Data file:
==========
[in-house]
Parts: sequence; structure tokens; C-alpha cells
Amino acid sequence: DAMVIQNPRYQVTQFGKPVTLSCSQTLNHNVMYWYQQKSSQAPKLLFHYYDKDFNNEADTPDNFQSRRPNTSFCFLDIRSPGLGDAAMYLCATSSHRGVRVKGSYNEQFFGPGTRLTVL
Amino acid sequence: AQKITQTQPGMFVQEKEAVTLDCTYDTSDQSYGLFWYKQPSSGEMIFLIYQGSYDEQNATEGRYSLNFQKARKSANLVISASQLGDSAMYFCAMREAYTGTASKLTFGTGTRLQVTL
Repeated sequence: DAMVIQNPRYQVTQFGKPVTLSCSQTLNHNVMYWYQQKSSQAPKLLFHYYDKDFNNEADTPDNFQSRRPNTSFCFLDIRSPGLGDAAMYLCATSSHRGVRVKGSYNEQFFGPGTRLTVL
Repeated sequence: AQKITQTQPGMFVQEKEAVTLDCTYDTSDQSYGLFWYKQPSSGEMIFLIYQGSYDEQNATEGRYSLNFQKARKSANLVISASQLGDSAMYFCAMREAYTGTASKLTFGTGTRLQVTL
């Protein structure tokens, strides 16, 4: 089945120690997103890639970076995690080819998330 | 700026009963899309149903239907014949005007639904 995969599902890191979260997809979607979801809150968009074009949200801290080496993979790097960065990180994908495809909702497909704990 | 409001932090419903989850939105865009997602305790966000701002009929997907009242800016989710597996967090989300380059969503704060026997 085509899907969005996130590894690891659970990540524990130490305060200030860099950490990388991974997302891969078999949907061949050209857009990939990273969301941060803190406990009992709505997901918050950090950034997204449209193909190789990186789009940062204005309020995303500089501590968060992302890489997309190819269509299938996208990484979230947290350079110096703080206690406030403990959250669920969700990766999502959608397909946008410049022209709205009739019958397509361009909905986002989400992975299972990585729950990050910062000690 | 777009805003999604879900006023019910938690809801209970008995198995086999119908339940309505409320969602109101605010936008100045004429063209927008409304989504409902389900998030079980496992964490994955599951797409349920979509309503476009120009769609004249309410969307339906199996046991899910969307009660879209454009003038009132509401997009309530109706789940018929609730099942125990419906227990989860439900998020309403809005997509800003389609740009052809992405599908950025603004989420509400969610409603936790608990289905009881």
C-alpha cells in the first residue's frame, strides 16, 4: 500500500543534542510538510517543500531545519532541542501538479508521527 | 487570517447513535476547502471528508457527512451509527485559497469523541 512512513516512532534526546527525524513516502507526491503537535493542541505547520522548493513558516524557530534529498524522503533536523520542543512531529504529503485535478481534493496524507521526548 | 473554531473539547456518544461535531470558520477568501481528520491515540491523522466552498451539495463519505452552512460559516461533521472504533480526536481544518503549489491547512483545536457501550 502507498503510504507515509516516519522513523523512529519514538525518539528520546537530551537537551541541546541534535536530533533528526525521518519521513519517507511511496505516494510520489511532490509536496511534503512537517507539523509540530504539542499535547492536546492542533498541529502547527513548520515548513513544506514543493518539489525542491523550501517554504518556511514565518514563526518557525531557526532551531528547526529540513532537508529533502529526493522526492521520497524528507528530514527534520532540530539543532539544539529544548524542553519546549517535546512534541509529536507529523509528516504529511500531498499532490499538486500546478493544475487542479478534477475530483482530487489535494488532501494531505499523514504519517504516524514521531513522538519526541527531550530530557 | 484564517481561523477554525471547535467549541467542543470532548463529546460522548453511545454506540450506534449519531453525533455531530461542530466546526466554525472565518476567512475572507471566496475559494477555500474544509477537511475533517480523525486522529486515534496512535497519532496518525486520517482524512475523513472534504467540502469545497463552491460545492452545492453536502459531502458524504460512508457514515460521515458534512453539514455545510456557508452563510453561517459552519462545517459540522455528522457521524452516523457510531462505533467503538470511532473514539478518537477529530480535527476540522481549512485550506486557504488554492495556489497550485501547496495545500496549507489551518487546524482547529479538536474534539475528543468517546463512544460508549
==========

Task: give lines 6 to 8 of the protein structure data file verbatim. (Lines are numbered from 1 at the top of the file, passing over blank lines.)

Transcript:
Repeated sequence: AQKITQTQPGMFVQEKEAVTLDCTYDTSDQSYGLFWYKQPSSGEMIFLIYQGSYDEQNATEGRYSLNFQKARKSANLVISASQLGDSAMYFCAMREAYTGTASKLTFGTGTRLQVTL
């Protein structure tokens, strides 16, 4: 089945120690997103890639970076995690080819998330 | 700026009963899309149903239907014949005007639904 995969599902890191979260997809979607979801809150968009074009949200801290080496993979790097960065990180994908495809909702497909704990 | 409001932090419903989850939105865009997602305790966000701002009929997907009242800016989710597996967090989300380059969503704060026997 085509899907969005996130590894690891659970990540524990130490305060200030860099950490990388991974997302891969078999949907061949050209857009990939990273969301941060803190406990009992709505997901918050950090950034997204449209193909190789990186789009940062204005309020995303500089501590968060992302890489997309190819269509299938996208990484979230947290350079110096703080206690406030403990959250669920969700990766999502959608397909946008410049022209709205009739019958397509361009909905986002989400992975299972990585729950990050910062000690 | 777009805003999604879900006023019910938690809801209970008995198995086999119908339940309505409320969602109101605010936008100045004429063209927008409304989504409902389900998030079980496992964490994955599951797409349920979509309503476009120009769609004249309410969307339906199996046991899910969307009660879209454009003038009132509401997009309530109706789940018929609730099942125990419906227990989860439900998020309403809005997509800003389609740009052809992405599908950025603004989420509400969610409603936790608990289905009881």
C-alpha cells in the first residue's frame, strides 16, 4: 500500500543534542510538510517543500531545519532541542501538479508521527 | 487570517447513535476547502471528508457527512451509527485559497469523541 512512513516512532534526546527525524513516502507526491503537535493542541505547520522548493513558516524557530534529498524522503533536523520542543512531529504529503485535478481534493496524507521526548 | 473554531473539547456518544461535531470558520477568501481528520491515540491523522466552498451539495463519505452552512460559516461533521472504533480526536481544518503549489491547512483545536457501550 502507498503510504507515509516516519522513523523512529519514538525518539528520546537530551537537551541541546541534535536530533533528526525521518519521513519517507511511496505516494510520489511532490509536496511534503512537517507539523509540530504539542499535547492536546492542533498541529502547527513548520515548513513544506514543493518539489525542491523550501517554504518556511514565518514563526518557525531557526532551531528547526529540513532537508529533502529526493522526492521520497524528507528530514527534520532540530539543532539544539529544548524542553519546549517535546512534541509529536507529523509528516504529511500531498499532490499538486500546478493544475487542479478534477475530483482530487489535494488532501494531505499523514504519517504516524514521531513522538519526541527531550530530557 | 484564517481561523477554525471547535467549541467542543470532548463529546460522548453511545454506540450506534449519531453525533455531530461542530466546526466554525472565518476567512475572507471566496475559494477555500474544509477537511475533517480523525486522529486515534496512535497519532496518525486520517482524512475523513472534504467540502469545497463552491460545492452545492453536502459531502458524504460512508457514515460521515458534512453539514455545510456557508452563510453561517459552519462545517459540522455528522457521524452516523457510531462505533467503538470511532473514539478518537477529530480535527476540522481549512485550506486557504488554492495556489497550485501547496495545500496549507489551518487546524482547529479538536474534539475528543468517546463512544460508549